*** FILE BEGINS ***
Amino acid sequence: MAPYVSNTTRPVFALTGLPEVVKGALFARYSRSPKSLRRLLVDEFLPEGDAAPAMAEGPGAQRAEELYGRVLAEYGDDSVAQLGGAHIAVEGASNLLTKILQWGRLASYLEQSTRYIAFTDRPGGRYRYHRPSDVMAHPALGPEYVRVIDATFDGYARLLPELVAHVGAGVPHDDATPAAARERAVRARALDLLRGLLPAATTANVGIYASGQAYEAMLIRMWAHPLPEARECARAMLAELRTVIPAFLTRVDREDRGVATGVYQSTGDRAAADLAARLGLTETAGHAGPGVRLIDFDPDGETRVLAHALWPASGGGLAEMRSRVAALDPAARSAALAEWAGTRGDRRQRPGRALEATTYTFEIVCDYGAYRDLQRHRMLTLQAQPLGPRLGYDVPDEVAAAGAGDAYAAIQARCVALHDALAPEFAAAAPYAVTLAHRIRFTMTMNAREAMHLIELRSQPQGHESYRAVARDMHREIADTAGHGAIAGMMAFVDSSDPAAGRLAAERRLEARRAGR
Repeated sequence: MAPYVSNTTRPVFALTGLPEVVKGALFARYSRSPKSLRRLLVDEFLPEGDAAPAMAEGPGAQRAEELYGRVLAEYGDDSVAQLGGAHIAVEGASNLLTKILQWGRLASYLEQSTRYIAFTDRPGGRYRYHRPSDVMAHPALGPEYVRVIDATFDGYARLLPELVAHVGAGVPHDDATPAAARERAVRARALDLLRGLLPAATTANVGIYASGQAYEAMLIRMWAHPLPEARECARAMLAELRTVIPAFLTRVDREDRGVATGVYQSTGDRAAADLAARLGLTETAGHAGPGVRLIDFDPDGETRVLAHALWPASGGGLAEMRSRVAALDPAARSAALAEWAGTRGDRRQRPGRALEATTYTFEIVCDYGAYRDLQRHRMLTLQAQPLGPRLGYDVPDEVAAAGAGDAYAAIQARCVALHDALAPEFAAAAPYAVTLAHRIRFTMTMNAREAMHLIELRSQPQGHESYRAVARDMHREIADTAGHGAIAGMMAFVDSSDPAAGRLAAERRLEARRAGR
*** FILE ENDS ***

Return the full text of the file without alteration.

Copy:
Amino acid sequence: MAPYVSNTTRPVFALTGLPEVVKGALFARYSRSPKSLRRLLVDEFLPEGDAAPAMAEGPGAQRAEELYGRVLAEYGDDSVAQLGGAHIAVEGASNLLTKILQWGRLASYLEQSTRYIAFTDRPGGRYRYHRPSDVMAHPALGPEYVRVIDATFDGYARLLPELVAHVGAGVPHDDATPAAARERAVRARALDLLRGLLPAATTANVGIYASGQAYEAMLIRMWAHPLPEARECARAMLAELRTVIPAFLTRVDREDRGVATGVYQSTGDRAAADLAARLGLTETAGHAGPGVRLIDFDPDGETRVLAHALWPASGGGLAEMRSRVAALDPAARSAALAEWAGTRGDRRQRPGRALEATTYTFEIVCDYGAYRDLQRHRMLTLQAQPLGPRLGYDVPDEVAAAGAGDAYAAIQARCVALHDALAPEFAAAAPYAVTLAHRIRFTMTMNAREAMHLIELRSQPQGHESYRAVARDMHREIADTAGHGAIAGMMAFVDSSDPAAGRLAAERRLEARRAGR
Repeated sequence: MAPYVSNTTRPVFALTGLPEVVKGALFARYSRSPKSLRRLLVDEFLPEGDAAPAMAEGPGAQRAEELYGRVLAEYGDDSVAQLGGAHIAVEGASNLLTKILQWGRLASYLEQSTRYIAFTDRPGGRYRYHRPSDVMAHPALGPEYVRVIDATFDGYARLLPELVAHVGAGVPHDDATPAAARERAVRARALDLLRGLLPAATTANVGIYASGQAYEAMLIRMWAHPLPEARECARAMLAELRTVIPAFLTRVDREDRGVATGVYQSTGDRAAADLAARLGLTETAGHAGPGVRLIDFDPDGETRVLAHALWPASGGGLAEMRSRVAALDPAARSAALAEWAGTRGDRRQRPGRALEATTYTFEIVCDYGAYRDLQRHRMLTLQAQPLGPRLGYDVPDEVAAAGAGDAYAAIQARCVALHDALAPEFAAAAPYAVTLAHRIRFTMTMNAREAMHLIELRSQPQGHESYRAVARDMHREIADTAGHGAIAGMMAFVDSSDPAAGRLAAERRLEARRAGR